- Investment in authors attending festivals and book launches. Later this year Korean - American author Lee Min Jin author of ‘Pachinko’ will visit Australia. Visits such as this are essential to building relationships with readers and finding new audiences.
- Cataloguing and promoting Korean authors on Korean Tourism and government Websites. Many people are unaware of Korean authors. By providing a data list of the authors biography information and their works it provides an authentic sources and centralised location for people interested in Korean literature to go to, to find authors and books.
- Donating a catalogue of famous translated Korean works to Australian libraries. Currently there are very few books written by Korean authors in Australian libraries.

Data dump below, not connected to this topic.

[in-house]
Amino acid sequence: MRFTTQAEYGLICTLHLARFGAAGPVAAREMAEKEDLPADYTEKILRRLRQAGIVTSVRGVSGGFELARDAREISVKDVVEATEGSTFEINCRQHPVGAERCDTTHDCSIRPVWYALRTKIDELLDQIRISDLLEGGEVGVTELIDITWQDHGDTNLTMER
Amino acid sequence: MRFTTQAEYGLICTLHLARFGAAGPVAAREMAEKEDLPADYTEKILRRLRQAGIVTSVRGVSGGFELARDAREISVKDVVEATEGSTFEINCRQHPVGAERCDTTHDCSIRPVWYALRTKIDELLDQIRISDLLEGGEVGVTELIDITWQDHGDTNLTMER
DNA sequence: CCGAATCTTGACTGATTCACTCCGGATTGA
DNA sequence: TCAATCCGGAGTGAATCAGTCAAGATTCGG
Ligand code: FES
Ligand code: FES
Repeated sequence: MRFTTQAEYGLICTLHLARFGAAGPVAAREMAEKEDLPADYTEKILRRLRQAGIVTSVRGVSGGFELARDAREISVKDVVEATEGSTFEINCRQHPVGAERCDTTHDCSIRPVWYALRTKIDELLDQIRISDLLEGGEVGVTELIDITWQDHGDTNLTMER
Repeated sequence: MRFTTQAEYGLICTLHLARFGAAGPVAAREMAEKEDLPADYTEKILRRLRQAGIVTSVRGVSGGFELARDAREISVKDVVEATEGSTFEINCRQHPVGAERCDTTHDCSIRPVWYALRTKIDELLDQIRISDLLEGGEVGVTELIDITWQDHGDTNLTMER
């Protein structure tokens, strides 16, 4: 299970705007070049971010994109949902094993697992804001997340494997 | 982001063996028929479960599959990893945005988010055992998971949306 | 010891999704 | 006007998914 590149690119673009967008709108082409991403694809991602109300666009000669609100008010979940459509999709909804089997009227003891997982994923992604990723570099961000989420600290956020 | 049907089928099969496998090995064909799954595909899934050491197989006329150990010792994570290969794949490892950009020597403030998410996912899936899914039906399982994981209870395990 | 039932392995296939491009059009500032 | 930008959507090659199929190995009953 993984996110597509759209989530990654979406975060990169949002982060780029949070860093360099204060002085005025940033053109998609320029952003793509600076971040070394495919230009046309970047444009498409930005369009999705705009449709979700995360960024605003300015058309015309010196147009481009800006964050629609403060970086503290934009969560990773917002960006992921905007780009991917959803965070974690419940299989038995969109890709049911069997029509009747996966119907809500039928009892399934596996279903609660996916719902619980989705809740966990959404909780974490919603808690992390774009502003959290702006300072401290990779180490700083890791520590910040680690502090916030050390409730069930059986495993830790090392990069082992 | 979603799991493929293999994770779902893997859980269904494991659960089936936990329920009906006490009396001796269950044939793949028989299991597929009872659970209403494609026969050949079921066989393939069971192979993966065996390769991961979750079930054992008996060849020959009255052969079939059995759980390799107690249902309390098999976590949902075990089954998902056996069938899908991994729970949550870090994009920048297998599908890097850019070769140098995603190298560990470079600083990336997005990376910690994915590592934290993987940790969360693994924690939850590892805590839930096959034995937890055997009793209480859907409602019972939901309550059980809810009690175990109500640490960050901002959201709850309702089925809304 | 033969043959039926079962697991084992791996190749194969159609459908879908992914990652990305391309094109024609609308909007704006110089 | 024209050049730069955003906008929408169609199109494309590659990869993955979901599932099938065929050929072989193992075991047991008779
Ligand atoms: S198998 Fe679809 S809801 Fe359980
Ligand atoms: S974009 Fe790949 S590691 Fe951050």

- Engaging with social media / bloggers to promote Korean literature.
- Free E-books Providing a book of the month online for people to download free through Korean government/ tourist websites or through eBook stores such as Kindle.
- Book Week - Linking into Australian book week to connect young readers to Korean children's literature.
- Hosting Festivals – supporting international writers and literature festival in English and Korean or at K Festivals events such as KCON, that are already established
- Scholarships - Provide scholarships for writers in residence to visit Australian schools and universities to promote Korean literature.
Through these recommendations Australians can start to access the world of Korean literature and go beyond just having trade relations but having deep and meaningful cultural connections proving that the pen is most powerful in building relationships and offering an authentic voice in their own words.
(Country of Activity : Australia)